LONDON — Commercial satellite fleet operators that deal with the U.S. government are not investing in new capacity over the Pacific in advance of the announced “pivot” of U.S. security interest to that area because they have no incentive to do so, a senior satellite fleet official said here Nov. 28.
Tip Osterthaler, chief executive ofGovernment Services, a U.S. division of Luxembourg-based SES, said SES and the two other commercial operators doing regular business with the U.S. government — of Paris and of Luxembourg and Washington — cannot defend such an investment to their boards of directors.
Addressing the Global Milsatcom conference here organized by SMi Group, Osterthaler said U.S. government demand for commercial satellite capacity in the Middle East and, to a lesser extent, Southwest Asia more or less stumbled upon unused commercial satellite bandwidth already covering those regions.
That is not likely to recur in the Pacific Ocean region, he said, where the three fleet operators’ satellites are 80 percent full and unable to cater to a big spike in demand — even from a valued customer like the U.S. government.
Osterthaler said that while the U.S. government’s annual spending of around $1.2 billion on commercial satellite bandwidth makes it the single largest customer for commercial operators, the government purchases account for only around 10 percent of total commercial demand.
Osterthaler’s point — that the U.S. government up to now has not been able to book capacity for the long term, relying instead on short-duration task orders and indefinite-delivery, indefinite-quantity contracts — has been made by SES and, especially, Intelsat in the past.
They have urged U.S. government agencies to take out long-term leases that include strict termination-liability clauses so that the commercial operators are not left without compensation if the government decides the capacity is not needed.
U.S. government and industry officials have said U.S. law permits long-term leases of bandwidth, but that the Department of Defense has never seen fit to make a strong case to Congress.
“It’s hard to overstate the problem,” Osterthaler said of the prospect of U.S. and allied forces arriving in a Pacific theater with insufficient satellite capacity. “Without access to the global communications infrastructure, you’re going to have problems.”
Commercial satellite operators assume that the current renewal of U.S. Department of Defense satellites — Advanced Extremely High Frequency, Wideband Global Satcom, Mobile User Objective System — will be just as incapable of satisfying military forces’ demand for bandwidth as the satellites they are replacing.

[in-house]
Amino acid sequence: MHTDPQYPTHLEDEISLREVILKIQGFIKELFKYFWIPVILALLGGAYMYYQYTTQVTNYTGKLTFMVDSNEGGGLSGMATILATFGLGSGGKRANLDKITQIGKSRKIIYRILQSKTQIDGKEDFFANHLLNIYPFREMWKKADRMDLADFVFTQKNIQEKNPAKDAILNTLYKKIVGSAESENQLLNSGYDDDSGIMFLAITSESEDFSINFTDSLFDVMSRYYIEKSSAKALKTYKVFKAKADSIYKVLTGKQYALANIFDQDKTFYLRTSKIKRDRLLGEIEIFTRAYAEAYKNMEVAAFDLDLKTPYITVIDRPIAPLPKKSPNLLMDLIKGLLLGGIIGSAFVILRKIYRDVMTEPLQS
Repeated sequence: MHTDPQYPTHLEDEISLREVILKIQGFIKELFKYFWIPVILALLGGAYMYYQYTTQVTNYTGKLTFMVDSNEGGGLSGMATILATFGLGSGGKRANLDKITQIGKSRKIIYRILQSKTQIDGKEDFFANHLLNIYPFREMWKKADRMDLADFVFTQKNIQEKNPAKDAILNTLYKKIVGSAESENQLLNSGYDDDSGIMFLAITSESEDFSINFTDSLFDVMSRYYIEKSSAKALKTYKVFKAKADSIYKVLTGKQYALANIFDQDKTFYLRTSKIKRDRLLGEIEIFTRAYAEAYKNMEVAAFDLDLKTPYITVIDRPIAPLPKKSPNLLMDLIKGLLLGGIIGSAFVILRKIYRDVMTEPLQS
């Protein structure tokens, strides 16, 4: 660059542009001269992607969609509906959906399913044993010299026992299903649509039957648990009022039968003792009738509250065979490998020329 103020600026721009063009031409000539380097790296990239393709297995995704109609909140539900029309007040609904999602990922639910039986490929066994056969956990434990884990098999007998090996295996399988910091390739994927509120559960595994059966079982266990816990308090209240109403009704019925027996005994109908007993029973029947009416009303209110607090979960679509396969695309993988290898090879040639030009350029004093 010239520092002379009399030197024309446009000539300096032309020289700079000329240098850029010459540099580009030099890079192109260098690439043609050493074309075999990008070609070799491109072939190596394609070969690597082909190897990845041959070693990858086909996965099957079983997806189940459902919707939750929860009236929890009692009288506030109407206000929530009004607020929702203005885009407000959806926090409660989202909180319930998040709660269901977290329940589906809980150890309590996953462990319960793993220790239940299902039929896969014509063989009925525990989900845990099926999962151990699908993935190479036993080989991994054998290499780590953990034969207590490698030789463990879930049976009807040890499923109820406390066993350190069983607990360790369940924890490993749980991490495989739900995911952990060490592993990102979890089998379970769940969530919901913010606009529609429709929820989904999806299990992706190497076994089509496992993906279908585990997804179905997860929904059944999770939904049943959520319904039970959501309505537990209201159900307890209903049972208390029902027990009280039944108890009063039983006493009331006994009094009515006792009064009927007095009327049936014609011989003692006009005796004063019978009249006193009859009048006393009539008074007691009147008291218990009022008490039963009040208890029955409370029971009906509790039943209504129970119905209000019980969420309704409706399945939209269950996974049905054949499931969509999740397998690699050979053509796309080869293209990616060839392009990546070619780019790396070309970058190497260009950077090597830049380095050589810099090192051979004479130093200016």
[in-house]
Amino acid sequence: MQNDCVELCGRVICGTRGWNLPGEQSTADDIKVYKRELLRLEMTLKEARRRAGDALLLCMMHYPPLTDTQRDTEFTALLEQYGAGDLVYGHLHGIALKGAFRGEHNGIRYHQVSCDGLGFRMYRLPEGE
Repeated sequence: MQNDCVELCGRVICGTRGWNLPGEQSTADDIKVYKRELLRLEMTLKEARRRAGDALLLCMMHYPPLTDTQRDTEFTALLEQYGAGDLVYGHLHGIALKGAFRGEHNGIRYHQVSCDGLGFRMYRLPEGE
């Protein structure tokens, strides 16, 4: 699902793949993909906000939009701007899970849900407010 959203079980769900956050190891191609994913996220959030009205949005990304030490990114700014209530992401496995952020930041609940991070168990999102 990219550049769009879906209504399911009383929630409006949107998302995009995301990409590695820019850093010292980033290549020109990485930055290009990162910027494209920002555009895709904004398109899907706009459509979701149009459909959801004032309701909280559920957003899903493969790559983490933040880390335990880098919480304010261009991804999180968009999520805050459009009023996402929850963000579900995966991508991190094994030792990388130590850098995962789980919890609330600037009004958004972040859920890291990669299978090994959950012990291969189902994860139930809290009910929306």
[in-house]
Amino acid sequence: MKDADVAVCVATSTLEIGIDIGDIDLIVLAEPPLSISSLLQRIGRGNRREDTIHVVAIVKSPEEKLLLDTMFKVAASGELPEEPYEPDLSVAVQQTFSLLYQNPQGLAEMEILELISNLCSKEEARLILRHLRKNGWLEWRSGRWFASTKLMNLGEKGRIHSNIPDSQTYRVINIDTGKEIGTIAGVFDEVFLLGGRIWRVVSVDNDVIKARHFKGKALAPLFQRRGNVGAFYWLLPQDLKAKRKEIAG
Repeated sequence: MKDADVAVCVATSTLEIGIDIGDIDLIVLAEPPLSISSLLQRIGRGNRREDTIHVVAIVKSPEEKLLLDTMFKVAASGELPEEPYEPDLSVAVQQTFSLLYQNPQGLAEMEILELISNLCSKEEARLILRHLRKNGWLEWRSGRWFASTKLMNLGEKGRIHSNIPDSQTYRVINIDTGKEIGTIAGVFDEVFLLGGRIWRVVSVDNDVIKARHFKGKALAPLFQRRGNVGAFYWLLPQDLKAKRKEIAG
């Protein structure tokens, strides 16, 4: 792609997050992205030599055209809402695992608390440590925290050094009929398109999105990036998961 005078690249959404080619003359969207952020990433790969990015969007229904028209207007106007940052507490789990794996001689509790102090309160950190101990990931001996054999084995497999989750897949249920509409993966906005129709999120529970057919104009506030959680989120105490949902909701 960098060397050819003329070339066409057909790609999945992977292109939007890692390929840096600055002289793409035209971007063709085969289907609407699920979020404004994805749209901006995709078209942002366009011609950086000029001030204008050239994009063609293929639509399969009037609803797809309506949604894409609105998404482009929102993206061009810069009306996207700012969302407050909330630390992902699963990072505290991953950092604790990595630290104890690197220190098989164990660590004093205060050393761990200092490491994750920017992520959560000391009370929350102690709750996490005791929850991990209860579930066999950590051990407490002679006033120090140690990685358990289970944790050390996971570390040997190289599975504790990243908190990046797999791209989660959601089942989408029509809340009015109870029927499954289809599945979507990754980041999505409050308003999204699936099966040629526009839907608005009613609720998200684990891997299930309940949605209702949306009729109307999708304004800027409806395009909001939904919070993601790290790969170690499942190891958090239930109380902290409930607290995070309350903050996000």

Harold D. Haney, chief of the Space and Missile Defense C4 Division at U.S. Strategic Command, said the commercial operators may be dancing faster than the music.
These new constellations of dedicated military satellites “have yet to make their impact,” Haney said here. “For every year that passes we are closer to fielding these constellations, and many of the satellites of the older constellations are outlasting their design lives. We’re going to grow both larger and stronger in our milsatcom capability.”
In a brief interview, Haney said he did not mean to forecast that U.S. government use of commercial capacity will fall dramatically from where it is today, which is about 80 percent of the total satellite bandwidth used by the U.S. government.
But Haney said he did take issue with the idea that a disaster is in the offing simply because of a lack of commercial capacity in Asia.
The Asia-Pacific region does not lack for satellites or satellite operators. There are some two dozen operators, most with small fleets and many owned wholly or in part by governments.
Unlike the fleets of Intelsat, SES and Eutelsat, these regional and national operators are not all under pressure to demonstrate a return on investment, and the result is that many of their satellites have fill rates that are so low as to be unacceptable to the major operators.
Osterthaler acknowledged this. But a close look at the regional operators in question, and the quality and coverage of the C- and Ku-band spectrum they are licensed to use, he said, makes them ill-suited for big U.S. government contracts.
“They often have fragmented spectrum that is in the hands of government entities — not highly desirable from a U.S. government perspective,” Osterthaler said.
He insisted that current projections on the capacity of the Wideband Global System, which uses X- and Ka-band frequencies, and the capacity of its associated ground network are “unrealistic in our view.”
“There is no incentive right now to invest on behalf of the U.S. government,” Osterthaler said. “Commercial operators are for the most part non-U.S. companies that do not wake up in the morning wondering what the U.S. government needs.”